The CIA was running its own in-house and unknown version of the NSA that has been escaping any government oversight, and has therefore been unaccountable outside the agency. Vault 7 reveals they can grab and read, see or hear any and all info from your phone, tablet, or other device, and encryption programs are no obstacle. They grab the data before it is encrypted for transmission, bypassing your peace-of-mind encoded security and the scrambled message apps you think are secure. They can alter the effectiveness of your Norton-Symantec or McAfee or Panda or any other malware detection program to make your safety net ignore whatever spyware has been remotely planted in your devices, and make it immune from updates you download from the anti-malware manufacturer.
It isn't clear if they have, or are working on, an ability to remotely take over various systems of any modern automobile, a capability that would enable changes in speed, render brakes useless, and produce undetectable assassinations.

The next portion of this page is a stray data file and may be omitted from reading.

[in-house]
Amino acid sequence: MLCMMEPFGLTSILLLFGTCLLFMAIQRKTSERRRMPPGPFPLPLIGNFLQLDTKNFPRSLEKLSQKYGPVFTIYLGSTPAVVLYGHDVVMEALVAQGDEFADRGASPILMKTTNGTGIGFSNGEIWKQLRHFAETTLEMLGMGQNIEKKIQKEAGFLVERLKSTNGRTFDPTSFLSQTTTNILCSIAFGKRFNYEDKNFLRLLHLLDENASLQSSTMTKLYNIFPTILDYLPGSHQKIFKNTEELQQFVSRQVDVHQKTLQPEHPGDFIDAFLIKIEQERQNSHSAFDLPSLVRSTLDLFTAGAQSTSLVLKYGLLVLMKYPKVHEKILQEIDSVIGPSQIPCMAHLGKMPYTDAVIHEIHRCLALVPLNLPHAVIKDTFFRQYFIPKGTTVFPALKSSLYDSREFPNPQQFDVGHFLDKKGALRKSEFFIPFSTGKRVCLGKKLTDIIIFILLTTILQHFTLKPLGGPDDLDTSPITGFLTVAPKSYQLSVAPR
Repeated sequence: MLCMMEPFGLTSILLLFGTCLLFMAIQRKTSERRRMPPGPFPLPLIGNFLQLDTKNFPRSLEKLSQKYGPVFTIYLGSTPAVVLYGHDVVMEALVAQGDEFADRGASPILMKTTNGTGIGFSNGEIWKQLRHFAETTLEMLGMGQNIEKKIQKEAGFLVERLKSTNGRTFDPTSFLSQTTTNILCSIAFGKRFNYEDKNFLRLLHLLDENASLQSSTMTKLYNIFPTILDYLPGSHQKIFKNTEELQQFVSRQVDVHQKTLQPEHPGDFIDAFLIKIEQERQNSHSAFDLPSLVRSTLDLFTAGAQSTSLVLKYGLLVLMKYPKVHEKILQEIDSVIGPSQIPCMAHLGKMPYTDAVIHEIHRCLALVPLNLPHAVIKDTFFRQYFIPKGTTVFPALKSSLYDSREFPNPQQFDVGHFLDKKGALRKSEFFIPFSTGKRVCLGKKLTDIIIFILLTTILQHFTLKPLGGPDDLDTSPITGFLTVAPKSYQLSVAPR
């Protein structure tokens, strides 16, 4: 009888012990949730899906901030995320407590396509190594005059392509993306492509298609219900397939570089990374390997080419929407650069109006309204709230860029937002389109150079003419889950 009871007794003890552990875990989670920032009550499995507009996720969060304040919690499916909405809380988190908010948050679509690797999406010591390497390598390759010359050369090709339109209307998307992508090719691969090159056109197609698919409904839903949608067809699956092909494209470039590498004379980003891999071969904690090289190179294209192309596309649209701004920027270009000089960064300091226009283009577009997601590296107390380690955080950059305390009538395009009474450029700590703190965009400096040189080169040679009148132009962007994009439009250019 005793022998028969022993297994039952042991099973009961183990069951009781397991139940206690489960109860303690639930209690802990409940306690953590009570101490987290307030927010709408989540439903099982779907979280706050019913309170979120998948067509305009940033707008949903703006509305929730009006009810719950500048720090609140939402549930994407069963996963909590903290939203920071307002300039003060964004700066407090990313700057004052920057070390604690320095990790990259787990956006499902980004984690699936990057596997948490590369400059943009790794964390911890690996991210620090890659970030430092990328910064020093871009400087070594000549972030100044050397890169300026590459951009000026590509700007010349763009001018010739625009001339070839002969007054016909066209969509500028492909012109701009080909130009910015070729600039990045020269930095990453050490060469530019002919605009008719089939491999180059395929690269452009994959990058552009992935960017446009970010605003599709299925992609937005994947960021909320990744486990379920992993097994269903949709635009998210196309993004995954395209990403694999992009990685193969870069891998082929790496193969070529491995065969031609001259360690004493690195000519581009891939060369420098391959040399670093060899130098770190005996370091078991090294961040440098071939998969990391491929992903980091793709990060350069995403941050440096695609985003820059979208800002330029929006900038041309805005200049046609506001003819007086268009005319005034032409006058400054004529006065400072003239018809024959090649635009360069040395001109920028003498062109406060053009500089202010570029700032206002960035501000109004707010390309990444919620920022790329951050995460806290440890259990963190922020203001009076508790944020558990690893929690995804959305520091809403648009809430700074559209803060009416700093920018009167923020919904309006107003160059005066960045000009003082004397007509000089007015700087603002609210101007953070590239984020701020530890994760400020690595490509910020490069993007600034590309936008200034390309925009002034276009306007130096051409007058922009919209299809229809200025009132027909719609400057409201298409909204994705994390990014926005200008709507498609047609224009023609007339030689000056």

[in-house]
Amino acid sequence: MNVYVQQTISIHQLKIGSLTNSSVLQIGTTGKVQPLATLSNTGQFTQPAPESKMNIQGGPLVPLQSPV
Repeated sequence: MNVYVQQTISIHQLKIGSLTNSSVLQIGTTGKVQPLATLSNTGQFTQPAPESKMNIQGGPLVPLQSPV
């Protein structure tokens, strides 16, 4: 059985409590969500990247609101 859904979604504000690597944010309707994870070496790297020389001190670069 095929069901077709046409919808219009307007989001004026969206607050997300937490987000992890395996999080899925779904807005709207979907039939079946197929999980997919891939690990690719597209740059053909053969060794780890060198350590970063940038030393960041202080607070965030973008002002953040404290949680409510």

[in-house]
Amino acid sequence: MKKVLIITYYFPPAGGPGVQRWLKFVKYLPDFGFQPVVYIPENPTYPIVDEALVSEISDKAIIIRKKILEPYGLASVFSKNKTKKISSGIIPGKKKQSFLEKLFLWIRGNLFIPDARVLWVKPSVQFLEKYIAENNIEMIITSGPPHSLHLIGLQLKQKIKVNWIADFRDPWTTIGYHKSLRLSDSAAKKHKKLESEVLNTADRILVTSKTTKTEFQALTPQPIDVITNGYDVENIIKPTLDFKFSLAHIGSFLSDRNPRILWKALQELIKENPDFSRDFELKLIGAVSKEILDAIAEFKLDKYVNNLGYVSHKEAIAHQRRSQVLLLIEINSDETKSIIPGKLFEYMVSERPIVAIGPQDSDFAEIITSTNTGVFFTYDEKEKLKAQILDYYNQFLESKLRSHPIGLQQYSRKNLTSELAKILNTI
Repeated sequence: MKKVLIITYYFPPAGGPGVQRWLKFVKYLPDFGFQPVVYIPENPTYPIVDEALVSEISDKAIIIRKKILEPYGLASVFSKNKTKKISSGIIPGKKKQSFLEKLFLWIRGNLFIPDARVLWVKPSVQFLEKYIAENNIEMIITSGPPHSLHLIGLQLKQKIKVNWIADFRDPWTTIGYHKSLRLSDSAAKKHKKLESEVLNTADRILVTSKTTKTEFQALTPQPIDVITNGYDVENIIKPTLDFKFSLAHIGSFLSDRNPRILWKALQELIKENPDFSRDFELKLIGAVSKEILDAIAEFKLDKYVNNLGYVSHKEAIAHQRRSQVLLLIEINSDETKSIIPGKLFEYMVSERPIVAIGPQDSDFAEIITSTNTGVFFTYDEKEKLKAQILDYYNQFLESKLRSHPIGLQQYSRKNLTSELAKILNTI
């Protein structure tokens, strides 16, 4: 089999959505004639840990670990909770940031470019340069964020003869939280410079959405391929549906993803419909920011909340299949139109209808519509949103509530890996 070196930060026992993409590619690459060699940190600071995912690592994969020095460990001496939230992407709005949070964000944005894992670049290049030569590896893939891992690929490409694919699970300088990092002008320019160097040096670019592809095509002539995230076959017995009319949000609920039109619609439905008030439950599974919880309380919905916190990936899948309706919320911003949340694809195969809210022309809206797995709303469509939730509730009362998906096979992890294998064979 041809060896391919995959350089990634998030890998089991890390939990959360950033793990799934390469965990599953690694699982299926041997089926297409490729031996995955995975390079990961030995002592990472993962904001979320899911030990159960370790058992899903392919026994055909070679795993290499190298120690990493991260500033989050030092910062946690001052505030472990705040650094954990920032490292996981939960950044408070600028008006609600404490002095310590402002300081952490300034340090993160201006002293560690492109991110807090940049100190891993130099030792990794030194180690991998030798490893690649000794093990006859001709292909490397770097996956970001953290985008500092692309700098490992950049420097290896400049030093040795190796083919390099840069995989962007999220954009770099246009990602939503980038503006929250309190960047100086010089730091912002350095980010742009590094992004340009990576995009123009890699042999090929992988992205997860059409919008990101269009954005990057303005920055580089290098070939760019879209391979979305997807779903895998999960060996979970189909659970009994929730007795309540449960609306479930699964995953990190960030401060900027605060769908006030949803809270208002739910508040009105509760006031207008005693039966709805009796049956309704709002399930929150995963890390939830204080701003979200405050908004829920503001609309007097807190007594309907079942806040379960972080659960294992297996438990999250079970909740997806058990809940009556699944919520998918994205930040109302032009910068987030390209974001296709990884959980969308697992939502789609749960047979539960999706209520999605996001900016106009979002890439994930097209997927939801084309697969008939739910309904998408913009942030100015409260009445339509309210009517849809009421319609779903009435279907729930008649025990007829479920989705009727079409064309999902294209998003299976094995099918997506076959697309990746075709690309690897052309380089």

There are many international dimensions. Vault 7's revelations of CIA spying on NATO-ally France and interference in French elections are being dubbed "a nuclear bombshell." And it seems the Stutznet virus, developed by the NSA and Israel's Mossad to destroy Iran's nuclear fuel centrifuges, has a lot of company in the CIA's arsenal of malware. That includes numerous weaponized spyware and malware programs developed by foreign governments, stolen by CIA hacking, and made ready for CIA use with embedded false-flag foreign fingerprints in place to scapegoat someone else.
Suddenly, all those allegations—repeatedly parroted by msm with no evidence—that foreign hacking determined the US election? They soon might be... explainable. And the stuff that made Trump sound like a raving lunatic a few days ago—those Tweets that his phones in Trump Tower had been bugged by the Obama Administration—don't sound quite as crazy.